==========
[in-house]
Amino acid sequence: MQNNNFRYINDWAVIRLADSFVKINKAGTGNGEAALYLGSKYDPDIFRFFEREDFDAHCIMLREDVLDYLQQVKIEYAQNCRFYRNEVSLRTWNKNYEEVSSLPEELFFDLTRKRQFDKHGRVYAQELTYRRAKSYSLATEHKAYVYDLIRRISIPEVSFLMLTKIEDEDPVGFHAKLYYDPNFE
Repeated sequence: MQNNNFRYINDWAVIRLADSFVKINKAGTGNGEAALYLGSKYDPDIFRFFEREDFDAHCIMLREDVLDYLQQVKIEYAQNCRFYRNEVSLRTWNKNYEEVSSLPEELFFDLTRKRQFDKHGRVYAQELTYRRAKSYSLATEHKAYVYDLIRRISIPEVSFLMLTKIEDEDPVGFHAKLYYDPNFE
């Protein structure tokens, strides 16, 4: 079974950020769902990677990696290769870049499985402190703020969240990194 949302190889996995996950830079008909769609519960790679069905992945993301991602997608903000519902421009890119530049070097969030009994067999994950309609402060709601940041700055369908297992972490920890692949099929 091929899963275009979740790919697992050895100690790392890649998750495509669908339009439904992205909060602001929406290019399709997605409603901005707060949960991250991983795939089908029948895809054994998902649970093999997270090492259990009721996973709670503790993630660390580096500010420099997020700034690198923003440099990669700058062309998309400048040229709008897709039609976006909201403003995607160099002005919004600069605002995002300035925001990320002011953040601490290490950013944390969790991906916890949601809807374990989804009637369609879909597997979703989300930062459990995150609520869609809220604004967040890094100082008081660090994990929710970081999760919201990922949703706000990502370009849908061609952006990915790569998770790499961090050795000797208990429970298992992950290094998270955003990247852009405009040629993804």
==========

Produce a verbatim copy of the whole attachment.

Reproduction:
[in-house]
Amino acid sequence: MQNNNFRYINDWAVIRLADSFVKINKAGTGNGEAALYLGSKYDPDIFRFFEREDFDAHCIMLREDVLDYLQQVKIEYAQNCRFYRNEVSLRTWNKNYEEVSSLPEELFFDLTRKRQFDKHGRVYAQELTYRRAKSYSLATEHKAYVYDLIRRISIPEVSFLMLTKIEDEDPVGFHAKLYYDPNFE
Repeated sequence: MQNNNFRYINDWAVIRLADSFVKINKAGTGNGEAALYLGSKYDPDIFRFFEREDFDAHCIMLREDVLDYLQQVKIEYAQNCRFYRNEVSLRTWNKNYEEVSSLPEELFFDLTRKRQFDKHGRVYAQELTYRRAKSYSLATEHKAYVYDLIRRISIPEVSFLMLTKIEDEDPVGFHAKLYYDPNFE
């Protein structure tokens, strides 16, 4: 079974950020769902990677990696290769870049499985402190703020969240990194 949302190889996995996950830079008909769609519960790679069905992945993301991602997608903000519902421009890119530049070097969030009994067999994950309609402060709601940041700055369908297992972490920890692949099929 091929899963275009979740790919697992050895100690790392890649998750495509669908339009439904992205909060602001929406290019399709997605409603901005707060949960991250991983795939089908029948895809054994998902649970093999997270090492259990009721996973709670503790993630660390580096500010420099997020700034690198923003440099990669700058062309998309400048040229709008897709039609976006909201403003995607160099002005919004600069605002995002300035925001990320002011953040601490290490950013944390969790991906916890949601809807374990989804009637369609879909597997979703989300930062459990995150609520869609809220604004967040890094100082008081660090994990929710970081999760919201990922949703706000990502370009849908061609952006990915790569998770790499961090050795000797208990429970298992992950290094998270955003990247852009405009040629993804």